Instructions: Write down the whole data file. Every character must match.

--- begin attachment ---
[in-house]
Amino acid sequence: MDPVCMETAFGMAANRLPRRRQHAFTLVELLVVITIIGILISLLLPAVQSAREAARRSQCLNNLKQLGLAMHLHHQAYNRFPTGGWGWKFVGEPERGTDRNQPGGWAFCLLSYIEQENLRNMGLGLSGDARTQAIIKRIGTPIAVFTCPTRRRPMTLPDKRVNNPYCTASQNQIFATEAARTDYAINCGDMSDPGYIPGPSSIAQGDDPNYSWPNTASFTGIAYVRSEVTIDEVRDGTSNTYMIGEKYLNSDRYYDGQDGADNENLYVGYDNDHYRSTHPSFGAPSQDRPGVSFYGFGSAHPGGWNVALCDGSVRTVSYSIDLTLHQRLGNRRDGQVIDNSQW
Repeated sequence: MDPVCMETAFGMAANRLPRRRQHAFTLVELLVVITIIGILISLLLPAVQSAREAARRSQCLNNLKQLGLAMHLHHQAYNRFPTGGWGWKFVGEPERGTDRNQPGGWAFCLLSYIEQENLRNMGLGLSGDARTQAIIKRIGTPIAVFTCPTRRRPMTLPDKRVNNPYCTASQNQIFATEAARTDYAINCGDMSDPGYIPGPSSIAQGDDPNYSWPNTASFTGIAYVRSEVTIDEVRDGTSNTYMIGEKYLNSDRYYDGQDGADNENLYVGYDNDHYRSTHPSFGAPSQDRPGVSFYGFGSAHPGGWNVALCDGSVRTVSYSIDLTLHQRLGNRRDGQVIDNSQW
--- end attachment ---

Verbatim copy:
[in-house]
Amino acid sequence: MDPVCMETAFGMAANRLPRRRQHAFTLVELLVVITIIGILISLLLPAVQSAREAARRSQCLNNLKQLGLAMHLHHQAYNRFPTGGWGWKFVGEPERGTDRNQPGGWAFCLLSYIEQENLRNMGLGLSGDARTQAIIKRIGTPIAVFTCPTRRRPMTLPDKRVNNPYCTASQNQIFATEAARTDYAINCGDMSDPGYIPGPSSIAQGDDPNYSWPNTASFTGIAYVRSEVTIDEVRDGTSNTYMIGEKYLNSDRYYDGQDGADNENLYVGYDNDHYRSTHPSFGAPSQDRPGVSFYGFGSAHPGGWNVALCDGSVRTVSYSIDLTLHQRLGNRRDGQVIDNSQW
Repeated sequence: MDPVCMETAFGMAANRLPRRRQHAFTLVELLVVITIIGILISLLLPAVQSAREAARRSQCLNNLKQLGLAMHLHHQAYNRFPTGGWGWKFVGEPERGTDRNQPGGWAFCLLSYIEQENLRNMGLGLSGDARTQAIIKRIGTPIAVFTCPTRRRPMTLPDKRVNNPYCTASQNQIFATEAARTDYAINCGDMSDPGYIPGPSSIAQGDDPNYSWPNTASFTGIAYVRSEVTIDEVRDGTSNTYMIGEKYLNSDRYYDGQDGADNENLYVGYDNDHYRSTHPSFGAPSQDRPGVSFYGFGSAHPGGWNVALCDGSVRTVSYSIDLTLHQRLGNRRDGQVIDNSQW